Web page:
Graphene-diamond junctions could aid in the realization of neuromorphic optical computers simulating human visual memory systems

Researchers at Nagoya University in Japan have designed highly efficient computing devices using graphene-diamond junctions that mimic some of the functions of the human brain.

A crucial phenomenon for memory and learning is “synaptic plasticity”, the ability of synapses (neural links) to adapt in response to increased or reduced activity. Scientists have attempted to recreate a similar effect using transistors and “memristors” (electronic memory devices whose resistance can be stored). Newly developed light-controlled memristors, or “photomemristors”, can both sense light and provide non-volatile memory, similar to human visual perception and memory. These excellent properties have opened the door to new materials that can act as artificial optoelectronic synapses.

Building on these advances, the Nagoya University research team designed graphene-diamond junctions that can mimic characteristics of biological synapses and key memory functions, thereby enabling memory devices to detect new generation images. In their recent study, the researchers, led by Dr. Kenji Ueda, demonstrated optoelectronically controlled synaptic functions using junctions between vertically aligned graphene (VG) and diamond. The manufactured junctions mimic biological synaptic functions, such as the production of “excitatory postsynaptic current” (EPSC) – the load induced by neurotransmitters at the synaptic membrane – when stimulated by optical impulses and exhibited further. basic brain functions such as the transition to shorts. long-term memory (STM) to long-term memory (LTM).

Dr Ueda explains: “Our brains are well equipped to sift through the available information and store what is important. We tried something similar with our VG-diamond matrices, which emulate the human brain when exposed to optical stimuli. He adds, “This study was triggered due to a discovery in 2016, when we found a large optically induced change in conductivity in graphene-diamond junctions.” Besides EPSC, STM, and LTM, the junctions also show 300% paired pulse facilitation, an increase in postsynaptic current when closely preceded by an anterior synapse.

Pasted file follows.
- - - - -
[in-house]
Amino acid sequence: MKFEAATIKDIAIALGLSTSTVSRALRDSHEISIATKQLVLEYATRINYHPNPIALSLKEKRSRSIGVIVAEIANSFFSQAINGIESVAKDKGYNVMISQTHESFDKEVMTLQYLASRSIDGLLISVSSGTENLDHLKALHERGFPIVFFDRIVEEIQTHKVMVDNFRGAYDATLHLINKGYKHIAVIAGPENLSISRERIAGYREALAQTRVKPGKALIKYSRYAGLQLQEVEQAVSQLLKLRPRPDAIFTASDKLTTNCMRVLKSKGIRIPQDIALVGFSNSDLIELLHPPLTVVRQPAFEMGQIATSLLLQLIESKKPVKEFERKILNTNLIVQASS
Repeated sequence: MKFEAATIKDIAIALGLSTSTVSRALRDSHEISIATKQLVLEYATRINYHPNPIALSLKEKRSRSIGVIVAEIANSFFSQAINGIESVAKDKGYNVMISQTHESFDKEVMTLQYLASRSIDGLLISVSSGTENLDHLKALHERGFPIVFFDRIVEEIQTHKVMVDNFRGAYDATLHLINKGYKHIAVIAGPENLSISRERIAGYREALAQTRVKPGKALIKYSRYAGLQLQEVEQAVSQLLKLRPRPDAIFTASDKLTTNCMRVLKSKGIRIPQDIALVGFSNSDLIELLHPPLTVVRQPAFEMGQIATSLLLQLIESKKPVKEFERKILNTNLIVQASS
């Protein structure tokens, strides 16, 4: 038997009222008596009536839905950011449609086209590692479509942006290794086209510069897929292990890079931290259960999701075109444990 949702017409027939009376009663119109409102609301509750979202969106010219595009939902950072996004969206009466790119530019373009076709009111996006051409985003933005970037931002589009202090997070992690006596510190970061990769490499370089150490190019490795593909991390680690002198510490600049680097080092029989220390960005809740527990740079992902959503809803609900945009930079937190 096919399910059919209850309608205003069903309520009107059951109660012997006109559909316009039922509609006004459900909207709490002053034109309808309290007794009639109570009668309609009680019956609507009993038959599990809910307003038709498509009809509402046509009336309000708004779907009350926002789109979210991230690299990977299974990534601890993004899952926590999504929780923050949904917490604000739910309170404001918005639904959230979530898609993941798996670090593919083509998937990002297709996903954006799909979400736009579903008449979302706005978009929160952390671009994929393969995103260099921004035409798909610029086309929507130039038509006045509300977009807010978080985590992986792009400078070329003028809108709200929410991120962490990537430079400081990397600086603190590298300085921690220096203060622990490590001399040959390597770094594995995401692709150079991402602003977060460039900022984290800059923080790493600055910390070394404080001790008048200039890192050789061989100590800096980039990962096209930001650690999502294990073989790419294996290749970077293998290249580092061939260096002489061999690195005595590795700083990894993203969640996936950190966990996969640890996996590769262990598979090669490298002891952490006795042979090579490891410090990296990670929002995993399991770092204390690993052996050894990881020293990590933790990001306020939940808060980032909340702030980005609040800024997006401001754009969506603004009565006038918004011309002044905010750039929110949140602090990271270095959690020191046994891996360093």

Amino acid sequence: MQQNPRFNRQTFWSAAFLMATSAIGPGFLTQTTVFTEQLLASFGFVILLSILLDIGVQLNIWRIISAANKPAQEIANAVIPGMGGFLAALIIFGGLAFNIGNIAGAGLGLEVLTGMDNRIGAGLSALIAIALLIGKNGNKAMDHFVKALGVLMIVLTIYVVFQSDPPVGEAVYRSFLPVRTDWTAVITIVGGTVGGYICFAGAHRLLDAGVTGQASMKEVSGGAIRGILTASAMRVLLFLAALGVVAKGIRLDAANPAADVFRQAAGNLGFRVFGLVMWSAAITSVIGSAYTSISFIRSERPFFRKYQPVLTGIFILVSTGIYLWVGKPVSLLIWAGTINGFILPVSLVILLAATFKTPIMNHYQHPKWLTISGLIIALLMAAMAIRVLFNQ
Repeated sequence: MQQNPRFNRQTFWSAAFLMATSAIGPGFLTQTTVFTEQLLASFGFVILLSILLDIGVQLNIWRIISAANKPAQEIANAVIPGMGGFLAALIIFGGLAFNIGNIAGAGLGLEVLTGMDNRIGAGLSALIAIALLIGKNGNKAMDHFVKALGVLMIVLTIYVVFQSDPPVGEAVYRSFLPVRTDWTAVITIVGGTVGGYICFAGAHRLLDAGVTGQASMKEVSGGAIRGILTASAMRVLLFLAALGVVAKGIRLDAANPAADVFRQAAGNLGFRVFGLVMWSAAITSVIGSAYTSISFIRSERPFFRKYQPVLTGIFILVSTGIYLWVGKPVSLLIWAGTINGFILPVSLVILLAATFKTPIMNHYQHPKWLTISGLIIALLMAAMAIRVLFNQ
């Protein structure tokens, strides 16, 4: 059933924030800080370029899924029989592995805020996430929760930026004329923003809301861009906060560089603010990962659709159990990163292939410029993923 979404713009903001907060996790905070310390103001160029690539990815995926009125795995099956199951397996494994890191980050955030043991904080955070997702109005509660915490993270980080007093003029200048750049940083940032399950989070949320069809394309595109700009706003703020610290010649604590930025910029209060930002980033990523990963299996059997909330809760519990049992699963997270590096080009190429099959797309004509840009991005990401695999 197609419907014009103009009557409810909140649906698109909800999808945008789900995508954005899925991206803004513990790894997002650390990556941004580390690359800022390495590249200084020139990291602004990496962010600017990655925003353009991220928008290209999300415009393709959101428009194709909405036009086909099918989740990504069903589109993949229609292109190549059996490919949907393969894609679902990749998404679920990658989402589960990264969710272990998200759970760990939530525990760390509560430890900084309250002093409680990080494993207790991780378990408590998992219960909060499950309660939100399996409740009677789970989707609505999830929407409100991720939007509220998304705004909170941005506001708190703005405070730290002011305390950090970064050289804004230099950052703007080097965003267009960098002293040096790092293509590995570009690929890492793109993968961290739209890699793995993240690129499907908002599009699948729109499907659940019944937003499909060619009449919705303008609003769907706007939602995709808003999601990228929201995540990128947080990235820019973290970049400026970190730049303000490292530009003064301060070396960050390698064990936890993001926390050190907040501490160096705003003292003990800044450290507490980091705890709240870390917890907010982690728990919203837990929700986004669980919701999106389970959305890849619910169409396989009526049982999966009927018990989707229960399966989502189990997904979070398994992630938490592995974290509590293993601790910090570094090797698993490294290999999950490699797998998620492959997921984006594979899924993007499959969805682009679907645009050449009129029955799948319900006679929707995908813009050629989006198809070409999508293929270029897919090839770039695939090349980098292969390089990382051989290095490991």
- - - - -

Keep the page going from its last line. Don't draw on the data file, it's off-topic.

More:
VG-diamond matrices have undergone redox reactions induced by fluorescent light and blue LEDs under bias voltage. The researchers attributed this to the presence of hybrid carbons different from graphene and diamond at the junction interface, which led to the migration of ions in response to light and in turn allowed the junctions to perform photo-sensing and photo-controllable functions similar to those performed by the brain and retina. In addition, VG-diamond matrices have exceeded the performance of conventional photosensitive materials based on rare metals in terms of photosensitivity and structural simplicity.

Dr Ueda said: “Our study provides a better understanding of the working mechanism behind artificial optoelectronic synaptic behaviors, paving the way for optically controllable brain-mimicking computers, better information processing capabilities than existing computers.” .

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